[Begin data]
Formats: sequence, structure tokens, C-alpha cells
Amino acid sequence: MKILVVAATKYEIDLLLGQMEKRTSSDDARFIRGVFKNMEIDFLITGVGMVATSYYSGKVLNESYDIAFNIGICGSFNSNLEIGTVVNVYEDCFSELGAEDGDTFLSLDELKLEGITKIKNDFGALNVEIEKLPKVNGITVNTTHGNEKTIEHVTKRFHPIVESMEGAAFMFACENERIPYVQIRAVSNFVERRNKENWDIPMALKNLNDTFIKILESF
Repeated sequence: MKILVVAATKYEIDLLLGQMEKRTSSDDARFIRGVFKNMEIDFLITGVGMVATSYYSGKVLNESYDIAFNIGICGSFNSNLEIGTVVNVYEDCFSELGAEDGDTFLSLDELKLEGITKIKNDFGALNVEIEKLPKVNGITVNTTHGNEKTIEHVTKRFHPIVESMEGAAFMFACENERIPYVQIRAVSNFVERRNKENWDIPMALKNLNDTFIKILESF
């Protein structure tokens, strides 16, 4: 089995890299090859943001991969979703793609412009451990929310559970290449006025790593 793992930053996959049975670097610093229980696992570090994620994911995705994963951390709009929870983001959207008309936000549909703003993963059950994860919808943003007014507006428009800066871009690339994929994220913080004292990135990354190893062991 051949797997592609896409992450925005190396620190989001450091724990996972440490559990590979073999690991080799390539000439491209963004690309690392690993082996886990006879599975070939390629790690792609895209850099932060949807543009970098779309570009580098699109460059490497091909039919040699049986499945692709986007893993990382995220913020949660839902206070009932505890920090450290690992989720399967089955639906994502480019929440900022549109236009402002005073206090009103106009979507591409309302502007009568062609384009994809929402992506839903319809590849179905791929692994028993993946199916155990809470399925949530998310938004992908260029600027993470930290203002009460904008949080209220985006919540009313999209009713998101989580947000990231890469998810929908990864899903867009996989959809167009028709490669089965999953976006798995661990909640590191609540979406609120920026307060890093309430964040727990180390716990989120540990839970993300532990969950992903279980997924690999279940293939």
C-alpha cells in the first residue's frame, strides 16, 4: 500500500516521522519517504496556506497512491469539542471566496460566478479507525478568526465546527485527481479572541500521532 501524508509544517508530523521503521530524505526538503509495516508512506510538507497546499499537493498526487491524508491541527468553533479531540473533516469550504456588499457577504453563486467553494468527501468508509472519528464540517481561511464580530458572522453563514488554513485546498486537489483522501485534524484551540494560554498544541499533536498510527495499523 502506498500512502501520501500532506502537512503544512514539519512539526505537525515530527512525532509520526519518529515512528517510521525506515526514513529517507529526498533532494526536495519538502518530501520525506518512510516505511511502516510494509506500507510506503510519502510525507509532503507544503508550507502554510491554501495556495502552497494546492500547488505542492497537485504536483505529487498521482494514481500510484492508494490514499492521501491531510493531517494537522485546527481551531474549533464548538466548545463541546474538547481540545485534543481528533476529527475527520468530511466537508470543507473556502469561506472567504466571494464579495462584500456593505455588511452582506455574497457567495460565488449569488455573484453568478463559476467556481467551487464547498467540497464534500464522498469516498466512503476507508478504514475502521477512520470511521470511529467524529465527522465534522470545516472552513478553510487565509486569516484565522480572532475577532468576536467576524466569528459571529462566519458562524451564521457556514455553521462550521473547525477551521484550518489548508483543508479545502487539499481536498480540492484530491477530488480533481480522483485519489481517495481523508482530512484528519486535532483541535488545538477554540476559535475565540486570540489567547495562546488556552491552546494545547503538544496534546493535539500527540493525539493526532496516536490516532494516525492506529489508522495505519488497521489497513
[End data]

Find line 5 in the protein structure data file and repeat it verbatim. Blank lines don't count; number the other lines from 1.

C-alpha cells in the first residue's frame, strides 16, 4: 500500500516521522519517504496556506497512491469539542471566496460566478479507525478568526465546527485527481479572541500521532 501524508509544517508530523521503521530524505526538503509495516508512506510538507497546499499537493498526487491524508491541527468553533479531540473533516469550504456588499457577504453563486467553494468527501468508509472519528464540517481561511464580530458572522453563514488554513485546498486537489483522501485534524484551540494560554498544541499533536498510527495499523 502506498500512502501520501500532506502537512503544512514539519512539526505537525515530527512525532509520526519518529515512528517510521525506515526514513529517507529526498533532494526536495519538502518530501520525506518512510516505511511502516510494509506500507510506503510519502510525507509532503507544503508550507502554510491554501495556495502552497494546492500547488505542492497537485504536483505529487498521482494514481500510484492508494490514499492521501491531510493531517494537522485546527481551531474549533464548538466548545463541546474538547481540545485534543481528533476529527475527520468530511466537508470543507473556502469561506472567504466571494464579495462584500456593505455588511452582506455574497457567495460565488449569488455573484453568478463559476467556481467551487464547498467540497464534500464522498469516498466512503476507508478504514475502521477512520470511521470511529467524529465527522465534522470545516472552513478553510487565509486569516484565522480572532475577532468576536467576524466569528459571529462566519458562524451564521457556514455553521462550521473547525477551521484550518489548508483543508479545502487539499481536498480540492484530491477530488480533481480522483485519489481517495481523508482530512484528519486535532483541535488545538477554540476559535475565540486570540489567547495562546488556552491552546494545547503538544496534546493535539500527540493525539493526532496516536490516532494516525492506529489508522495505519488497521489497513